Sometimes I wonder if Americans did away with having a king so they could make fun of their leaders. We have a tradition of lampooning authority in this country. It is a tradition that is deeply ingrained into our psyches. It is as easy as breathing air for us. On the one hand this makes sense, especially from a Christian perspective. We are all equal in God’s eyes, so we believe, and it rings true for most of us. The president of a country or a company, the headmaster of a school, the captain of a team, all have to comes to terms with God in the same way as we all do. In this way we “see through” the pretense of uniqueness that surrounds the mighty. The question is that while we know the big picture, that we all stand before God equally in need of His mercy, does this equality imply a disregard for authority and position? Are we not to show deference and even reverence for those in unique positions–leader, captain, professor, pastor–or are we to think those positions are meaningless except in terms of mere functionality? The Apostles and their successors were sometimes run out of town (or killed) because they preached doctrines the local authorities did not like. Americans, on the other hand, would run the Apostles and their successors out of town merely because the Apostles claimed authority. And yet, are we not made to need authority? Did not God make us to be beholden to authority? Do we not crave leaders? I am inclined these days to think my anti-authority streak, which I have inherited from my culture and maybe from my sinful heart, is a symptom of anti-human thinking. I worry that Protestantism has turned cynical skepticism into a kind of virtue, and therefore is no longer able to see it as cynical skepticism. Is this true? If so, could this be part of the fallout of the Reformation where so many interpretations of scripture have led to thousands of differing traditions? Is our deep anti-authoritarian streak a defensive reaction to the troubled sea in which we swim? I believe the Apostles would be deeply concerned with our anti-authority tendencies. Am I right?
Against Tradition/Against History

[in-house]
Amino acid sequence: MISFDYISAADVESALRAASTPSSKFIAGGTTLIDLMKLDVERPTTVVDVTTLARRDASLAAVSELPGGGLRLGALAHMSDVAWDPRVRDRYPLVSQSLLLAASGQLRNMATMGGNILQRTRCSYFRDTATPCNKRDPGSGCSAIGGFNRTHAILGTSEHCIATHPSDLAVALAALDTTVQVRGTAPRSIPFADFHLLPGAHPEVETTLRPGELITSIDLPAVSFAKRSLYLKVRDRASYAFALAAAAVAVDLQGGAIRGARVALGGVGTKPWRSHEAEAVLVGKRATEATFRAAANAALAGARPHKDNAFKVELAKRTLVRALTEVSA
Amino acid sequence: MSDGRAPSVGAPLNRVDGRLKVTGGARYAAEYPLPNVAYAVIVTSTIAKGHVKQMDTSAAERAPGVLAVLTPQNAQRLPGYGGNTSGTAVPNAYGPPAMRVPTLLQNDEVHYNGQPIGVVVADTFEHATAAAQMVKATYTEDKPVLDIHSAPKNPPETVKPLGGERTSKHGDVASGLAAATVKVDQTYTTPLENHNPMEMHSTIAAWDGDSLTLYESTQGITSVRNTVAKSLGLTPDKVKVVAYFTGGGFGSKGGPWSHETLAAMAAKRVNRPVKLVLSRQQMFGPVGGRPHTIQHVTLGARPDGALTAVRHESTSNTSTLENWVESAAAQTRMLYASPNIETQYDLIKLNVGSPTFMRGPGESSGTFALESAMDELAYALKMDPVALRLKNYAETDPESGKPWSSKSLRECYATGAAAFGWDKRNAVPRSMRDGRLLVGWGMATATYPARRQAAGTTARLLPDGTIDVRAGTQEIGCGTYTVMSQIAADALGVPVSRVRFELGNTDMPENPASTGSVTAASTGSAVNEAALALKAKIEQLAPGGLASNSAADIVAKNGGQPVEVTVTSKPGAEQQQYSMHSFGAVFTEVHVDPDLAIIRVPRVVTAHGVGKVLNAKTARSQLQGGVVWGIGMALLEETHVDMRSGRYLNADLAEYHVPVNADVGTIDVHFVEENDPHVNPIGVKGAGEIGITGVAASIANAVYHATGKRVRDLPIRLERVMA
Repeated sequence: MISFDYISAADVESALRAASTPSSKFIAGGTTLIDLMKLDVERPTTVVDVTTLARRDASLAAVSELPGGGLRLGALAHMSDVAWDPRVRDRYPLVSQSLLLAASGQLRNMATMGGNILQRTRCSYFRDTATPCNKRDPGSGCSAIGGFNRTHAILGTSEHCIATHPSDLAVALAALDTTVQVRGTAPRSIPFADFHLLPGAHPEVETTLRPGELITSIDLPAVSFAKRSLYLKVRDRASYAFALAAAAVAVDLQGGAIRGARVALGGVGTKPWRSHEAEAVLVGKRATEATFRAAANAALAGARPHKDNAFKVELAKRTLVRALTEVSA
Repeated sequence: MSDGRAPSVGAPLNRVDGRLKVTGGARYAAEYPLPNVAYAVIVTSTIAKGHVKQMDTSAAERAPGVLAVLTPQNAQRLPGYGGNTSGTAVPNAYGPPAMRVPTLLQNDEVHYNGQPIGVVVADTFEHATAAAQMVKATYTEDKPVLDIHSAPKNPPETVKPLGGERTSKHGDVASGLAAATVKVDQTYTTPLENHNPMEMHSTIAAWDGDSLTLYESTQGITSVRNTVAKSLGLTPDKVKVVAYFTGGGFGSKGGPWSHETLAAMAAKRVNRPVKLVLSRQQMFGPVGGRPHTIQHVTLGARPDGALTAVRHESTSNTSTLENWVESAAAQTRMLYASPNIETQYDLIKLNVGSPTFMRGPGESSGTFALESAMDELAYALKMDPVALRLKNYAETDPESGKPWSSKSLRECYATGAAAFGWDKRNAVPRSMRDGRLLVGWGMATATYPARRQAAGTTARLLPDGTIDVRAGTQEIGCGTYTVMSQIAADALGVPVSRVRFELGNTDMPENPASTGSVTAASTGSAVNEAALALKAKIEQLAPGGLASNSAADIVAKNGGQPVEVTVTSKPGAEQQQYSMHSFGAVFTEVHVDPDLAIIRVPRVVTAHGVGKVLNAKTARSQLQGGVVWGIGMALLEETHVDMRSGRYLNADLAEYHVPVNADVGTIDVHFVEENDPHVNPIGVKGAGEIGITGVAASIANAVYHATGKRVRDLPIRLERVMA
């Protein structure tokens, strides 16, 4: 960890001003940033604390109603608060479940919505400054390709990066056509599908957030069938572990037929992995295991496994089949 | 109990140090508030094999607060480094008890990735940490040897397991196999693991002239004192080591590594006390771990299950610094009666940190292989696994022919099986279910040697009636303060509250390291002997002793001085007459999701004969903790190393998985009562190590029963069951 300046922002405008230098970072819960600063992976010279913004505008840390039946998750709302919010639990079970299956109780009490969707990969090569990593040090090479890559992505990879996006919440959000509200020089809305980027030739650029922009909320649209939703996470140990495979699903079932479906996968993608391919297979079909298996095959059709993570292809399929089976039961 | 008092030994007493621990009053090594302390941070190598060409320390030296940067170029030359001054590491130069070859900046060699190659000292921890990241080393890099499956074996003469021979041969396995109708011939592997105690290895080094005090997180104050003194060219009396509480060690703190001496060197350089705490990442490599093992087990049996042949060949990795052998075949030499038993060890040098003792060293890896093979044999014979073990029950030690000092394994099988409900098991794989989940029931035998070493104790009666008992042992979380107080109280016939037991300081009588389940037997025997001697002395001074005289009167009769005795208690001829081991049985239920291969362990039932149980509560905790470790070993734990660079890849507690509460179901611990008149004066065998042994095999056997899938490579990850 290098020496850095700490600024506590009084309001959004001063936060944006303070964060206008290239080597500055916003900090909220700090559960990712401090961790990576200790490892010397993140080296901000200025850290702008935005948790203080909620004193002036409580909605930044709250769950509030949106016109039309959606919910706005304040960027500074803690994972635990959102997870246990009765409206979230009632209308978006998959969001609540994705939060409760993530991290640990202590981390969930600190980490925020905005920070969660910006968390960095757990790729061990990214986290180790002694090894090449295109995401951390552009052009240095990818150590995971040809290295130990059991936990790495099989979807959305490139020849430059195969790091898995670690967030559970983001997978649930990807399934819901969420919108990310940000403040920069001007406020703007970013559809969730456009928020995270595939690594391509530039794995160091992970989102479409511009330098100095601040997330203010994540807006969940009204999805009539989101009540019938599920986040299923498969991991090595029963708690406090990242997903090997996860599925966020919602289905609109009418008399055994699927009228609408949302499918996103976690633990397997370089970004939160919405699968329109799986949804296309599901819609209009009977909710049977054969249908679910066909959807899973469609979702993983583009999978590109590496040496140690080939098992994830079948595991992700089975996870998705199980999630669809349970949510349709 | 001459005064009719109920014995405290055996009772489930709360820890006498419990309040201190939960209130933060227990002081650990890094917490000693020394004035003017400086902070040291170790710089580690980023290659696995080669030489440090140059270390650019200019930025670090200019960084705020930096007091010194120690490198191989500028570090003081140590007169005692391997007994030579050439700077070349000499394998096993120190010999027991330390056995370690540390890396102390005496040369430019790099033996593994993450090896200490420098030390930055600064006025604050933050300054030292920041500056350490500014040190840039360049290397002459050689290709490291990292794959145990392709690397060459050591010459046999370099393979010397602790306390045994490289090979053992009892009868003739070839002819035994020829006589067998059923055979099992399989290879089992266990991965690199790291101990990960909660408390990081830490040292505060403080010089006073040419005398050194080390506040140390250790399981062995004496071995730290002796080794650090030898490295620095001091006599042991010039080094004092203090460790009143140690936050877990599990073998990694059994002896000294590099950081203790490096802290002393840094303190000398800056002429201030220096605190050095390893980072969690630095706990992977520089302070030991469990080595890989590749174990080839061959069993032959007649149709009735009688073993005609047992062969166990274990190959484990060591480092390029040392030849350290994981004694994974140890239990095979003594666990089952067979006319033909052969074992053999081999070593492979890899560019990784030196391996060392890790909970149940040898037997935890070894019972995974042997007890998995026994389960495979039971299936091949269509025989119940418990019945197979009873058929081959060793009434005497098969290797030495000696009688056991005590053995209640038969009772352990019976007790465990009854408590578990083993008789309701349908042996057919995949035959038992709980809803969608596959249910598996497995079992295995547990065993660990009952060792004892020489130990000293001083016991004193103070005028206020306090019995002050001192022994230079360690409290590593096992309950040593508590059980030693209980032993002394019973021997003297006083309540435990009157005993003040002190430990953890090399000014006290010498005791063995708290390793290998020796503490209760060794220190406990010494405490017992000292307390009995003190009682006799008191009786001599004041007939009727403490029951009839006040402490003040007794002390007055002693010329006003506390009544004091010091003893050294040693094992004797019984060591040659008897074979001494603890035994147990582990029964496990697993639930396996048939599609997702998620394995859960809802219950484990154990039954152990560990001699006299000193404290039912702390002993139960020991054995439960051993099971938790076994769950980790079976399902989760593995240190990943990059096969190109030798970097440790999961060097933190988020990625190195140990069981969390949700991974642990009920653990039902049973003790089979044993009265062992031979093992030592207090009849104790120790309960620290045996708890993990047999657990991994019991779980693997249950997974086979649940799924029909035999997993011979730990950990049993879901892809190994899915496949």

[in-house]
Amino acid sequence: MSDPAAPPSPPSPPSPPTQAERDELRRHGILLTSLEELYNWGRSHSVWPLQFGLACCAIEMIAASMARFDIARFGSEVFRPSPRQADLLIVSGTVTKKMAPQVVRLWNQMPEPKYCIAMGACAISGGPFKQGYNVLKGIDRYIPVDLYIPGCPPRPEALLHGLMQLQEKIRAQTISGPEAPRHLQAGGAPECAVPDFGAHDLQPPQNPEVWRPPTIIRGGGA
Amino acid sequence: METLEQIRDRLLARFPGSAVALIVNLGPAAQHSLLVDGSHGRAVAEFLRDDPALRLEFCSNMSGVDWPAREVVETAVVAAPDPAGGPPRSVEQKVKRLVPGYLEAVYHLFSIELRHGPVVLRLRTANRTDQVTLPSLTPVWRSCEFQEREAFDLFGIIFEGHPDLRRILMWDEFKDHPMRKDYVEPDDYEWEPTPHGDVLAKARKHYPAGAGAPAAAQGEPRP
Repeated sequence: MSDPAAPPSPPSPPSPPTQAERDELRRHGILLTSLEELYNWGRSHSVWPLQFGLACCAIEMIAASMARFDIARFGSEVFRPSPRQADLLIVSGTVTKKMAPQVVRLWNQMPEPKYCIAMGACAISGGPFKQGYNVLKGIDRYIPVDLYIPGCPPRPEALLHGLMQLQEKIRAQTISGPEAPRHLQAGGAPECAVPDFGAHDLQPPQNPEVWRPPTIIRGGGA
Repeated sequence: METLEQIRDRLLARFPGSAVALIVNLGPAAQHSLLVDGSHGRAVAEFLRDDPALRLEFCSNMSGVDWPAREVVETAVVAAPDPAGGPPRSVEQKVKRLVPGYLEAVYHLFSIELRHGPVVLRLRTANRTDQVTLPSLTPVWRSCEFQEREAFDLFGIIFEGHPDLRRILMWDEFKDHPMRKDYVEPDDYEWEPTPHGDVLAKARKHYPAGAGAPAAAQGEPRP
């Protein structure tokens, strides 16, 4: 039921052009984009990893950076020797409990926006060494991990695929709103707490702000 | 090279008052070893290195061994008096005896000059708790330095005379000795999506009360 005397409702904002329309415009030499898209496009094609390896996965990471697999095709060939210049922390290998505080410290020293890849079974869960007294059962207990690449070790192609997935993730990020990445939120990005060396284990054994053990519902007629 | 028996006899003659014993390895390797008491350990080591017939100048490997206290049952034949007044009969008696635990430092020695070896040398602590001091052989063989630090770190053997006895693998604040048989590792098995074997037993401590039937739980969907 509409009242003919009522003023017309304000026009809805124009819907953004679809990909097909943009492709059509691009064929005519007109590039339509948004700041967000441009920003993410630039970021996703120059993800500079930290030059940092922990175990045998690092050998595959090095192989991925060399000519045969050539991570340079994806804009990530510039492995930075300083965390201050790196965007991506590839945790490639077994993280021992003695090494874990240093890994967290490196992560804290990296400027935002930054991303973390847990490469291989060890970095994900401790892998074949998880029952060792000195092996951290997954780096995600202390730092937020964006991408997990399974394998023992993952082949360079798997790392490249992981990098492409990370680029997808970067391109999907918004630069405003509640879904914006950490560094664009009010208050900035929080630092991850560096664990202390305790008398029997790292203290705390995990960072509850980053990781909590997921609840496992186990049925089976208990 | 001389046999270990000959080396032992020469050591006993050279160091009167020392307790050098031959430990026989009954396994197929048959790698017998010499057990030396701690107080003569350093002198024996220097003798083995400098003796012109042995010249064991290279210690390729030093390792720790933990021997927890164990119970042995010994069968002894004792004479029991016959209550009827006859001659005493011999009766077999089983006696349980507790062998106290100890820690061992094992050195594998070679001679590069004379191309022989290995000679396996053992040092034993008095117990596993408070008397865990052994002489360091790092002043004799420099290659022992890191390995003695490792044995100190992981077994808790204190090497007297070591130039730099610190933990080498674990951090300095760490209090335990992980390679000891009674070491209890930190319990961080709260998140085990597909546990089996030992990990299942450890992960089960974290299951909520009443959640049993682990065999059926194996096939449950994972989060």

In a similar way Americans do not like Tradition(s) unless they are strictly personal. This includes Tradition as a deposit of beliefs handed down, as a way of interpretation, and as the way one does things. Look at the way our innovative business culture has thrived over the decades. We do not want to accept what came before, we want what is new, we want the next thing, we believe in progress. Americans generally have very poor knowledge of history. That’s because we don’t need to know much about the past. We aim for the future–and we will get there because we have pluck. I wonder how much of this kind of anti-traditionalism was born out of the Reformation. What I find interesting is that the Reformation did away with Tradition by creating a plethora of competing traditions. Growing up I would deride or be deeply skeptical of any tradition other than my Baptist one, yet I held firm to that tradition, neither questioning or challenging it. Do not humans need Tradition? Did not God sanction Tradition by giving Israel a tradition? Can we say that He gave them something in tune with their nature? I believe our need for Tradition ultimately trumps our skepticism of Tradition whether we want it to or not. We might overthrow any Tradition handed to us, but then we create new ones of our own, in our own image. Is this not typical of us, especially of Americans? And as with authority, are my anti-Tradition inclinations anti-human? There is an old Russian proverb that goes something like: Dwell on the past and lose an eye, forget the past and lose both eyes. How blind are we today? My experience tells me that modern American Christians are among to most blind. Would not the Apostles agree? Wouldn’t they see Tradition as critical? Am I right?